May 22, 2024

SEO for Nonprofits & Charities: 13 Tips for More Traffic

Clive Makumbe in Zimbabwe

For nonprofits and charities, every penny counts. And so does every source of traffic to their websites, including organic traffic from search engines like Google. So what can these organizations do to increase the influx of visitors (and hopefully donors) arriving through that channel? Of course, the answer is to step up their SEO game.

In this article, we’ll cover some definitions, free tools, and 13 SEO tips. You don’t need to be an SEO veteran to apply these tips. Nor do you need to be in the business of generating tons of content like Wikipedia to get people through your door. Ready? Here we go:

Search engine optimization (SEO) for nonprofits and charities is the process of optimizing websites to increase visibility on search engine results pages (SERPs) when people look for information related to that organization’s cause, e.g., volunteering, fundraising, events, education, etc.

To implement the tips featured in this article, you’ll need a couple of free tools. But don’t hurry to get them now. You can do it later once you choose the tips that you want to use.

  • Ahrefs Webmaster Tools – AWT is our free tool that allows you to improve your website’s SEO performance and get more traffic from search. AWT can show you information like all known keywords your site ranks for, show all backlinks, and perform technical audits automatically, among other things.
  • A keyword research tool – Some free ones are Ahrefs’ free keyword generatorKeyword Surfer, or Google Keyword Planner.
  • Google with search operators – In case you haven’t had the occasion to use those, search operators allow for customizing search results. For example, you can tell Google to only show mentions of your organization on a particular website.

Now that we know what tools to use, let’s look at 13 actionable tips that can boost traffic.

First things first. Let’s talk about your website’s technical fundamentals. They may need a little work. But if you don’t get them in order first, you risk undermining your SEO efforts in the long run.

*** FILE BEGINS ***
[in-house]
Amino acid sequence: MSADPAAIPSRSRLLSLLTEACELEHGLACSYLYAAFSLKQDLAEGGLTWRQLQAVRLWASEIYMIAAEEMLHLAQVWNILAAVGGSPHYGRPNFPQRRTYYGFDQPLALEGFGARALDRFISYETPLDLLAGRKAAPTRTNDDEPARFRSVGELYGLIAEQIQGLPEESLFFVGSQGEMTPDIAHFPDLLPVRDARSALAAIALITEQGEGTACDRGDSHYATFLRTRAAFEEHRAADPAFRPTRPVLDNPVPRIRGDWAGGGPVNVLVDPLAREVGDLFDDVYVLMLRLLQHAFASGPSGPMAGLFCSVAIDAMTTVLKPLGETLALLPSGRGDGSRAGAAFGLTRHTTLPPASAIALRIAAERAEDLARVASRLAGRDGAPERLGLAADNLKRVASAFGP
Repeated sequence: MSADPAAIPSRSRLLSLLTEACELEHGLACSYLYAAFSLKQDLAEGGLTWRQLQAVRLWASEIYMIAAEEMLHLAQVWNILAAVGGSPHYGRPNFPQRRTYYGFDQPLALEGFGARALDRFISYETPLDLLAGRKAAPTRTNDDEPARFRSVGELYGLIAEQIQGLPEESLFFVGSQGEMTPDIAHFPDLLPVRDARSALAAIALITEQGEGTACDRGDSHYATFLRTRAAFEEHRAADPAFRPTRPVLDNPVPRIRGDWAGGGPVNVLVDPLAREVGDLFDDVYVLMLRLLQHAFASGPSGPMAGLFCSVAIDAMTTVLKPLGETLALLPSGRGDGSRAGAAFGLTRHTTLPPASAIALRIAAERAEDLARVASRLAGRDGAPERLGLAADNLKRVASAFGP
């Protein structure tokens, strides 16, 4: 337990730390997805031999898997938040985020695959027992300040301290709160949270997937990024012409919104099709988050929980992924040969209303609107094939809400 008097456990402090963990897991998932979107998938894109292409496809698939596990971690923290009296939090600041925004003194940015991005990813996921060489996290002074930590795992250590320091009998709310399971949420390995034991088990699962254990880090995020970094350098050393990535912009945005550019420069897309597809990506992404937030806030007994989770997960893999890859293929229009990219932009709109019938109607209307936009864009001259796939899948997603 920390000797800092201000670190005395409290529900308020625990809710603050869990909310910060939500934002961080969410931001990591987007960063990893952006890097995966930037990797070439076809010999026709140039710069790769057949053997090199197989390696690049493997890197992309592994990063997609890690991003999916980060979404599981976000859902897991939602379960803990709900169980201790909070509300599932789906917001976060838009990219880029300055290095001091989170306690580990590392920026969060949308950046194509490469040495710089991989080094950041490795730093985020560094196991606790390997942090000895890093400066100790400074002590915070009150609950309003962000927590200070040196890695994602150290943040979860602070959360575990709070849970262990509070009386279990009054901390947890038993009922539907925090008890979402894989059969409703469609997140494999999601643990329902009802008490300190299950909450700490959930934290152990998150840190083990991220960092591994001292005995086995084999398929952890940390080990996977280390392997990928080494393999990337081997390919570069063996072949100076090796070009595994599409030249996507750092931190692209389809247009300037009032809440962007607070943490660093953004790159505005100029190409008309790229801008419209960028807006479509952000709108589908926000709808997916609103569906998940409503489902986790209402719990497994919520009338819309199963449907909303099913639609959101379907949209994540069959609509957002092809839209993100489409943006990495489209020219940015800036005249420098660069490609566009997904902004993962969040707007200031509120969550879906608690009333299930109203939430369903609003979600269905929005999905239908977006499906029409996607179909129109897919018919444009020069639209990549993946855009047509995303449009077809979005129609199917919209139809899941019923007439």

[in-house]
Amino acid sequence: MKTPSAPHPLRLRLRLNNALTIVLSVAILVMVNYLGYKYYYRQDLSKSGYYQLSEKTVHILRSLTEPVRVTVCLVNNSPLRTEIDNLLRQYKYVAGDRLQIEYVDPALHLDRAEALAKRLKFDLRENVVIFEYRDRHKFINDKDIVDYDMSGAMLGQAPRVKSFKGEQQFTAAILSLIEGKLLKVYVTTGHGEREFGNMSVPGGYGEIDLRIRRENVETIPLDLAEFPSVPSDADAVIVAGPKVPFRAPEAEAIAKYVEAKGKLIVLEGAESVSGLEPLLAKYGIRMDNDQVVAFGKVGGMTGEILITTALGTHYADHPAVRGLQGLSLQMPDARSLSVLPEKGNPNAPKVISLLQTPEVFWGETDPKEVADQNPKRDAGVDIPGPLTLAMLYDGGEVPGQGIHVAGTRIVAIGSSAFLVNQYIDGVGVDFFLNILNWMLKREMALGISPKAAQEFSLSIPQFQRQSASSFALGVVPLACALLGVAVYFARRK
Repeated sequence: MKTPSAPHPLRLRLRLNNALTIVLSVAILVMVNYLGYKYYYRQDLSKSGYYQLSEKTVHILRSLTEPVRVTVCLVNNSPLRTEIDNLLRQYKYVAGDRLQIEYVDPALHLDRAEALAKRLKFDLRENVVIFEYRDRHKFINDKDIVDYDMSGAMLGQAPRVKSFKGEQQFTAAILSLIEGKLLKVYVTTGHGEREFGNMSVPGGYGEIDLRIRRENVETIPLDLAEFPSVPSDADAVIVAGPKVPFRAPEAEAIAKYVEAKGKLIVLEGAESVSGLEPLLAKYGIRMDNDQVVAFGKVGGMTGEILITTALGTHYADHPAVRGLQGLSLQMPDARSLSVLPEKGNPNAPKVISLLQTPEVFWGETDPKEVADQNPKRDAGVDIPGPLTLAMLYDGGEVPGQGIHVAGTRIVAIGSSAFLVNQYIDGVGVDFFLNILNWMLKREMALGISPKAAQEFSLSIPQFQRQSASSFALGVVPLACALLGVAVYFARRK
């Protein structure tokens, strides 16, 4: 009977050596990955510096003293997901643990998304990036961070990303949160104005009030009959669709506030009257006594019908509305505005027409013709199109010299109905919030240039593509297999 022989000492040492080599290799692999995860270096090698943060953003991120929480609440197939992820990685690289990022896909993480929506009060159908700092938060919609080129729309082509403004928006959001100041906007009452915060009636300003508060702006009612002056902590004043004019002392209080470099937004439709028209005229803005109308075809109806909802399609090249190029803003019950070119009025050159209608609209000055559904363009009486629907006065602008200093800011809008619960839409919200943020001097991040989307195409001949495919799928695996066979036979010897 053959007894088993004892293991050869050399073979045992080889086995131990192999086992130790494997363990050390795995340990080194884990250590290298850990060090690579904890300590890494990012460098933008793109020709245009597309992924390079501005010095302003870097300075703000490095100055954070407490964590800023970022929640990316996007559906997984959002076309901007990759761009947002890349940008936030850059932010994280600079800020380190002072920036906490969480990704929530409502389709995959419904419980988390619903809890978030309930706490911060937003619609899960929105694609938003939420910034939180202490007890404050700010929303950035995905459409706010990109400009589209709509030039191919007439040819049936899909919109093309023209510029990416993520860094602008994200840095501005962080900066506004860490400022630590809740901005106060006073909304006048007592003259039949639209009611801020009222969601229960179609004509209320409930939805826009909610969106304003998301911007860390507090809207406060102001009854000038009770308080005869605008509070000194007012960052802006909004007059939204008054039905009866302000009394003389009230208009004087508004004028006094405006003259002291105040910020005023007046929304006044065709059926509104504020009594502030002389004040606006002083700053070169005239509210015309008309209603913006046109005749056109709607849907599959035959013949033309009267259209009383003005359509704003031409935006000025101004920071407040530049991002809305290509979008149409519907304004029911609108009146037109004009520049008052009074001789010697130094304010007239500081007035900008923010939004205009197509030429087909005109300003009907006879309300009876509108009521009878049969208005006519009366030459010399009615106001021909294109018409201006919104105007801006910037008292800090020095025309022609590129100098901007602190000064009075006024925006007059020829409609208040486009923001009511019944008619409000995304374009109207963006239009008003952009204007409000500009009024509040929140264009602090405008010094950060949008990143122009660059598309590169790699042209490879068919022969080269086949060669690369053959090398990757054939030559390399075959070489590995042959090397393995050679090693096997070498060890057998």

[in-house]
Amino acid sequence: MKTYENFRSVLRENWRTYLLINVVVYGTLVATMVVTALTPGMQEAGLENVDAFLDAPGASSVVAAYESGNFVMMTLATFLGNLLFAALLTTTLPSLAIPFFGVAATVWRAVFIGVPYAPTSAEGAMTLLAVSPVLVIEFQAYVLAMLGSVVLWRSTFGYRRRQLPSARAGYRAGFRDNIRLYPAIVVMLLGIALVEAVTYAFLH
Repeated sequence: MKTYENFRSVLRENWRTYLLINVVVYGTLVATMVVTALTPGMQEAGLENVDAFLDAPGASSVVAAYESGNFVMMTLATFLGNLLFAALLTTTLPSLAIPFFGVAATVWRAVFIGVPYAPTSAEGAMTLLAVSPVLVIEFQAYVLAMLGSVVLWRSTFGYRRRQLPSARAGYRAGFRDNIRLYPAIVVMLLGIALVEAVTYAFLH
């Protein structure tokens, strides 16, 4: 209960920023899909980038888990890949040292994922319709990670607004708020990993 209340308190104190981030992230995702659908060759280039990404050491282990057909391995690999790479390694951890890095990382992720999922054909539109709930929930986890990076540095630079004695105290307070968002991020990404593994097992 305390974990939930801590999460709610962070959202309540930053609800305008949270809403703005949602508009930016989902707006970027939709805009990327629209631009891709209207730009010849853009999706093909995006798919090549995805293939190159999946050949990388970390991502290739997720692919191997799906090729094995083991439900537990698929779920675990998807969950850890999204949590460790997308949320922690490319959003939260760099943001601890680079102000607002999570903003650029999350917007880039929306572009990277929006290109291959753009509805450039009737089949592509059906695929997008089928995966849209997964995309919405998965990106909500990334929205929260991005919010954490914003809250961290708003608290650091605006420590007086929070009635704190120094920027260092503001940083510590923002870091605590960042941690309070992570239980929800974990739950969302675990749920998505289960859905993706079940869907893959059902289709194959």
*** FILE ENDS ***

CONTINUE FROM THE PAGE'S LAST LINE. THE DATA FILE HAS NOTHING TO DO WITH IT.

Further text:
I’m talking about things like issues with crawling and indexing, missing meta tags, slow loading times, and practices that result in bad user experiences (e.g., pop-ups). It happens to everyone, businesses and nonprofits alike.

So before you implement any other SEO tips, do these five things:

  1. Use Ahrefs Webmaster Tools to monitor your website’s SEO health – This tool will regularly monitor your website for over 100 SEO health issues. All you need to do is fix the issues that AWT brings to your attention.
  2. Get rid of pop-ups – Or at least most of your pop-ups. These include sign-up forms, exit forms, etc. Do the same for any banners that shift the layout.
  3. Make sure your website’s layout is clear, consistent, and usable
  4. Optimize your website for mobile devices – Over 50% of website traffic comes from mobile devices. On top of that, Google indexes and ranks content based on mobile versions of the websites (mobile-first indexing).
  5. Optimize your website for Core Web Vitals

For checking multiple webpages’ speed at scale, you can use Ahrefs Webmaster Tools too. Apart from showing metrics like Time to First Byte (TTFB), it also supports Core Web Vitals.

Pie charts showing data on metrics like TTFB, CWV, etc